So, did my Christmas allusions seem a bit forced? Perhaps. The truth is that I chose to comment on those three particular films because they’re the ones my son, Nicky, and I enjoyed most recently. And I can tell you that no time was wasted in analyzing their motifs and underlying messages. We just sat there together and yukked it up – something that is surely at the heart of the Christmas event, and, by extension, of the Faith itself. “The important thing in life is…to keep alive in oneself the immortal power of astonishment and laughter,” writes Chesterton. “Religion is interested not in whether a man is happy, but whether he is still alive, whether he can still react in a normal way to new things, whether he blinks in a blinding light or laughs when he tickled.”

It’s still Christmas season, so keep watching your favorite Christmas movies. But as January slides into February and beyond, consider including a Marx Brothers classic – any of them – into your film-viewing line-up. Just for the laughs. It’s a great way to help you sustain, come what may, a jovial and joyful Christmas spirit, and celebrate good times the whole year long.
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The Gift of Listening

21 Dec

“What’s the trouble, sweetheart?”

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Compression of Character: The Two-Hour Test

2 Dec

“Two hours of life are always two hours. A great many things may turn up in even as little a while as that.”
 ~ Robert Louis Stevenson

“Did you hear that Stan Lee died?”

“Stanley who?”

I wasn’t present for that exchange, but I have it on good authority that it happened. The uninformed respondent was my wife, Nancy, who clearly isn’t tapped into the Marvel Cinematic Universe the way the rest of the country (the world?) has.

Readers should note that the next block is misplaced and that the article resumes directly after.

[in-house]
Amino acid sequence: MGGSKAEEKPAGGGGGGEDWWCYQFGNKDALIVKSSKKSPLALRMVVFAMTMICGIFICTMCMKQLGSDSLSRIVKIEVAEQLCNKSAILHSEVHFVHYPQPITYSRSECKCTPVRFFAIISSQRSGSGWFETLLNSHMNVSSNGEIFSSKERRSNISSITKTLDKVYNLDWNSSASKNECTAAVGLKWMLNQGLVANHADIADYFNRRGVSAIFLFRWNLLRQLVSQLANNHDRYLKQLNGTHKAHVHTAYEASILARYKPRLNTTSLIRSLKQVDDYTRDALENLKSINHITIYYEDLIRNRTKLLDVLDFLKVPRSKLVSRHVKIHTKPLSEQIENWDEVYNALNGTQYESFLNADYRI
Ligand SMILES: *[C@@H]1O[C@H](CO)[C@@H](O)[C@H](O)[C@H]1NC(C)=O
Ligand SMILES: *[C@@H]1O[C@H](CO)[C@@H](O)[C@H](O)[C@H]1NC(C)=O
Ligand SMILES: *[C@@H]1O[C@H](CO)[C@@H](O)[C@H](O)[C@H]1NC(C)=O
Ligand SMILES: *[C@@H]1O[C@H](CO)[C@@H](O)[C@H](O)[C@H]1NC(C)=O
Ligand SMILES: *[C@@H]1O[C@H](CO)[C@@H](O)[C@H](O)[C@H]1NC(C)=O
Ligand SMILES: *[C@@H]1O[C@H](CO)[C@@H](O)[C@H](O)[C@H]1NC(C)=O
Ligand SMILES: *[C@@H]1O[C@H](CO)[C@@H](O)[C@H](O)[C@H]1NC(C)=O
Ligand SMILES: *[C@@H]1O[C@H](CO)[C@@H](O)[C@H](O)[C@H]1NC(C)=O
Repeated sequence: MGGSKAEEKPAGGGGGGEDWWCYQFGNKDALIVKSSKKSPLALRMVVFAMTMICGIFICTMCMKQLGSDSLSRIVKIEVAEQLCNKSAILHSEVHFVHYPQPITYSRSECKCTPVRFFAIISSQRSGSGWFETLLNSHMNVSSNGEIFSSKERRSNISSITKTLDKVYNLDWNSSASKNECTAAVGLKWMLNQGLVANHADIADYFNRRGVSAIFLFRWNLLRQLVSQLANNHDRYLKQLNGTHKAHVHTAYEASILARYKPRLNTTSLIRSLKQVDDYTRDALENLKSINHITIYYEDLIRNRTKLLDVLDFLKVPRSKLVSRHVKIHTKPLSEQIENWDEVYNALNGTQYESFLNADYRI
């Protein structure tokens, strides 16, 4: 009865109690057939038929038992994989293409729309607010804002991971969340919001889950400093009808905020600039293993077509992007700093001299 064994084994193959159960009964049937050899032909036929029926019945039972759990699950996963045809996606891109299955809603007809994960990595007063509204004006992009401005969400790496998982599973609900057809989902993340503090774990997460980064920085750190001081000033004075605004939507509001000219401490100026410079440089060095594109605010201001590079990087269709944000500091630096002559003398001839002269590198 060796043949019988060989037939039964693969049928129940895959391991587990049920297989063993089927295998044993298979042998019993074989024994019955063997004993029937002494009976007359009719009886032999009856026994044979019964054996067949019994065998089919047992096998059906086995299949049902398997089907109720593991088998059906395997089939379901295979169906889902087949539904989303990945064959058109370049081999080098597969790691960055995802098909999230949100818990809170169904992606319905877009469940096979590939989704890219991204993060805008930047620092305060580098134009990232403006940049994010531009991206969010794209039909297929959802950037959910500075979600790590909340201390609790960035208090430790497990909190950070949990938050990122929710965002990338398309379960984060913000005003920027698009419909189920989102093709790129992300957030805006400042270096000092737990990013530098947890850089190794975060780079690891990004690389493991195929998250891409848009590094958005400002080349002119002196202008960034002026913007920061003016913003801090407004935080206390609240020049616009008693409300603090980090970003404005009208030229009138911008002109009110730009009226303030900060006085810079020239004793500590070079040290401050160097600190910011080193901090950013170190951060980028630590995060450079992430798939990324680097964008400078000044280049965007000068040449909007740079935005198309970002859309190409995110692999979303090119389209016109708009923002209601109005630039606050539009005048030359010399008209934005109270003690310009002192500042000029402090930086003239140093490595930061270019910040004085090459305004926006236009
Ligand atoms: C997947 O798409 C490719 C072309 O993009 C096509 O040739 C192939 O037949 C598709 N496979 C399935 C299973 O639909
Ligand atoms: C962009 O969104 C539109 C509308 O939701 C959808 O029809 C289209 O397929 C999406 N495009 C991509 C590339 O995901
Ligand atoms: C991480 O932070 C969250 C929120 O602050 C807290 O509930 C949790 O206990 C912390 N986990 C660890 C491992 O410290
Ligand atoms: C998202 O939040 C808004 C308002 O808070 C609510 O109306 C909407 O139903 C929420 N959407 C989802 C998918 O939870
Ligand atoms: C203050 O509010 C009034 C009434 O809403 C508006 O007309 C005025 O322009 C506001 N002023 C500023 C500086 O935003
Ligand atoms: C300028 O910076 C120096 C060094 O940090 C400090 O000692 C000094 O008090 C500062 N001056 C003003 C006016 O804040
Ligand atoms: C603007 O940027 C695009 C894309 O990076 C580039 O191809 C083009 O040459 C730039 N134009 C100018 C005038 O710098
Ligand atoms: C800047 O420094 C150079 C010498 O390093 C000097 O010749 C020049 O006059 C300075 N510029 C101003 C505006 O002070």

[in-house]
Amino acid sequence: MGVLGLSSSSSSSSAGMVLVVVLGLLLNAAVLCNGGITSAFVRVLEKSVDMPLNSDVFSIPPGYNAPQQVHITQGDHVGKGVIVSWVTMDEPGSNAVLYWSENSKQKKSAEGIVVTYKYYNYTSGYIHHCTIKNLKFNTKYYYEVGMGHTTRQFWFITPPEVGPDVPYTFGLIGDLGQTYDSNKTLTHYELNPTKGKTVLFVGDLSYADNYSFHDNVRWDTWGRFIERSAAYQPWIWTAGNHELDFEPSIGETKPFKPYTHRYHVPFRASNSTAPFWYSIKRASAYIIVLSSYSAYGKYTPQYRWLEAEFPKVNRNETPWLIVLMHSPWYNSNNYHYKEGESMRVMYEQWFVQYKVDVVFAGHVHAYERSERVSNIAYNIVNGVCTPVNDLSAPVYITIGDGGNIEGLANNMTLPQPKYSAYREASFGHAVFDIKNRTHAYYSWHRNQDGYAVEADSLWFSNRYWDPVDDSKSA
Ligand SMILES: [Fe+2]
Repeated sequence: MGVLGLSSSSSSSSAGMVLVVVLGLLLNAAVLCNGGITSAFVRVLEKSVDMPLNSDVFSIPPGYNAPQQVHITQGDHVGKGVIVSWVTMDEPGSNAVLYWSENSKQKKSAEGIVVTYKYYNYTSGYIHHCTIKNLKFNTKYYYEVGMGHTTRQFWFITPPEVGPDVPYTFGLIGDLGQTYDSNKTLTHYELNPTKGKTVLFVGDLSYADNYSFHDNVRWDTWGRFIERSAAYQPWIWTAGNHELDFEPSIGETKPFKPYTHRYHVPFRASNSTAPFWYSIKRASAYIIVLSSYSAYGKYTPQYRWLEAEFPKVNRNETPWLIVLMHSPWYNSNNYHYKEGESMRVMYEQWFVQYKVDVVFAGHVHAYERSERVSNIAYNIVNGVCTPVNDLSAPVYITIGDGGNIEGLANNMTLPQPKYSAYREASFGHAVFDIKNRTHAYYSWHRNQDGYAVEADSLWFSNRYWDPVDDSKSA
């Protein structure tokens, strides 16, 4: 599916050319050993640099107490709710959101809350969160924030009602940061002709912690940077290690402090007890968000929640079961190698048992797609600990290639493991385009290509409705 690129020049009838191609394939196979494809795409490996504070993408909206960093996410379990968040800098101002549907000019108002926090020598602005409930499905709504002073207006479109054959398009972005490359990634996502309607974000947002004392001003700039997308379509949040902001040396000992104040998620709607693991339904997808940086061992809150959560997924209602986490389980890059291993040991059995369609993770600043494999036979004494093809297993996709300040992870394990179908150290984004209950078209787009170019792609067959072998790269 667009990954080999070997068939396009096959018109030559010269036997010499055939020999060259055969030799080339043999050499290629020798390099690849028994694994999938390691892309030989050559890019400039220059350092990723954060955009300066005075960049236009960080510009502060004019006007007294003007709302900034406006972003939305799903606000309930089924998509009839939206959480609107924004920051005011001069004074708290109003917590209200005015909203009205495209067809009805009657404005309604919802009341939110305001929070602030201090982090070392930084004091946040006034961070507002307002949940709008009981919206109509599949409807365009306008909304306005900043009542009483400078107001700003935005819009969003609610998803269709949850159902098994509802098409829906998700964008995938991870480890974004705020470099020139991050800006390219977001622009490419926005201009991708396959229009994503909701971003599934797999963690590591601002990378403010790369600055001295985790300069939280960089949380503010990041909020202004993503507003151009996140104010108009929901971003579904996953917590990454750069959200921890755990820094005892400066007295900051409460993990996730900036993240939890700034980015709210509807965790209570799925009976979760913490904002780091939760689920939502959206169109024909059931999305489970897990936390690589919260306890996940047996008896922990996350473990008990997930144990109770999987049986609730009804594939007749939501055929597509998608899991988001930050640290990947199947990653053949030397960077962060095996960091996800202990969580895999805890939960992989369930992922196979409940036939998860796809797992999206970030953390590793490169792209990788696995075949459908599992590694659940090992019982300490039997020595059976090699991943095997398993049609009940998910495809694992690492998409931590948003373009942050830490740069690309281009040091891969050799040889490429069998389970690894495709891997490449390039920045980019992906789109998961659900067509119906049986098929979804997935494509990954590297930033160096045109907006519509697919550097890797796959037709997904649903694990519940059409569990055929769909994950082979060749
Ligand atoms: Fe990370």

Which is why she rarely joins me and our kids in taking in the latest installments of the MCU canon at the theaters, and she’s even less inclined to sit down to watch our favorites with us at home. She can tolerate Captain America and Tom Holland’s adolescent Spider-Man, but Iron Man? X-Men? All the Avengers drama, especially at the end of “Infinity War” (2018)? Marvel just hasn’t been Nancy’s cup of tea. Her tastes run more along the Jane line – Jane Eyre, Jane Austen, you get what I mean.

Enter Ant-Man. “C’mon, honey,” I told her as we were popping the “Ant-Man and the Wasp” (2018) DVD into the machine, “I really think you’ll like it.” Nick and Kath, our youngest, added their voices to the chorus, and she relented.

And you know what? She kinda liked it! A couple nights later we convinced her to watch the “Ant-Man” (2015) origin story, and she liked that even more. The clumsy goofiness of Ant-Man’s Scott Lang (Paul Rudd) appealed to her, and his obvious commitment to be a good dad – despite his divorce, despite his shortcomings and failings – won her over.